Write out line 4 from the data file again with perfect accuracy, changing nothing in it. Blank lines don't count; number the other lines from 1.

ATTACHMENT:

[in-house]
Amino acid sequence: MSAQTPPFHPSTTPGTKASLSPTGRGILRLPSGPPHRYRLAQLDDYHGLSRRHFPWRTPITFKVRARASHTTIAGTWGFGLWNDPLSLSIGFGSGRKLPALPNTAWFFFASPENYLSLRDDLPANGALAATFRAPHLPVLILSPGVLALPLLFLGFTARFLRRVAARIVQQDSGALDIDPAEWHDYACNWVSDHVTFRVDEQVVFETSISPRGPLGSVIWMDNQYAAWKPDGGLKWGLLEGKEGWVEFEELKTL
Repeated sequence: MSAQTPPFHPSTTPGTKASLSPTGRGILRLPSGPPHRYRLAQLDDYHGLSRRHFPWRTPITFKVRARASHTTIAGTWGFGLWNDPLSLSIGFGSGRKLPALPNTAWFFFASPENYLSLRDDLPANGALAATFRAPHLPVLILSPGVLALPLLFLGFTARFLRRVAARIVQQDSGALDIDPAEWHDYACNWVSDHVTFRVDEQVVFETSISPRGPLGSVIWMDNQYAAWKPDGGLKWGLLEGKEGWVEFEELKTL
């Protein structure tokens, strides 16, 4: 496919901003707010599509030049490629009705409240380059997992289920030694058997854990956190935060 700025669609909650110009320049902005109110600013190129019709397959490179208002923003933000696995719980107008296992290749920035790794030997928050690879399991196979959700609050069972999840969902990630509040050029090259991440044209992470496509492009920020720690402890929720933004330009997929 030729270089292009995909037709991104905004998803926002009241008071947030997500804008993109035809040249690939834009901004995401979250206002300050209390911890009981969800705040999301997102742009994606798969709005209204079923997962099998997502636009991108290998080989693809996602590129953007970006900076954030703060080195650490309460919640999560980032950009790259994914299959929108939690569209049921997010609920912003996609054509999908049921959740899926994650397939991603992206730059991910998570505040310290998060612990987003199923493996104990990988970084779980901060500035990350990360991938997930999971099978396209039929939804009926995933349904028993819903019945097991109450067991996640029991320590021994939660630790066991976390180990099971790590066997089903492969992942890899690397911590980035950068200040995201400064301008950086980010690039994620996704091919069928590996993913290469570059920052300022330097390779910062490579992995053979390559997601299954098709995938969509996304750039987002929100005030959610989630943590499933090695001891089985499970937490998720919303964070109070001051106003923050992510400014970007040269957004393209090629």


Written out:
């Protein structure tokens, strides 16, 4: 496919901003707010599509030049490629009705409240380059997992289920030694058997854990956190935060 700025669609909650110009320049902005109110600013190129019709397959490179208002923003933000696995719980107008296992290749920035790794030997928050690879399991196979959700609050069972999840969902990630509040050029090259991440044209992470496509492009920020720690402890929720933004330009997929 030729270089292009995909037709991104905004998803926002009241008071947030997500804008993109035809040249690939834009901004995401979250206002300050209390911890009981969800705040999301997102742009994606798969709005209204079923997962099998997502636009991108290998080989693809996602590129953007970006900076954030703060080195650490309460919640999560980032950009790259994914299959929108939690569209049921997010609920912003996609054509999908049921959740899926994650397939991603992206730059991910998570505040310290998060612990987003199923493996104990990988970084779980901060500035990350990360991938997930999971099978396209039929939804009926995933349904028993819903019945097991109450067991996640029991320590021994939660630790066991976390180990099971790590066997089903492969992942890899690397911590980035950068200040995201400064301008950086980010690039994620996704091919069928590996993913290469570059920052300022330097390779910062490579992995053979390559997601299954098709995938969509996304750039987002929100005030959610989630943590499933090695001891089985499970937490998720919303964070109070001051106003923050992510400014970007040269957004393209090629």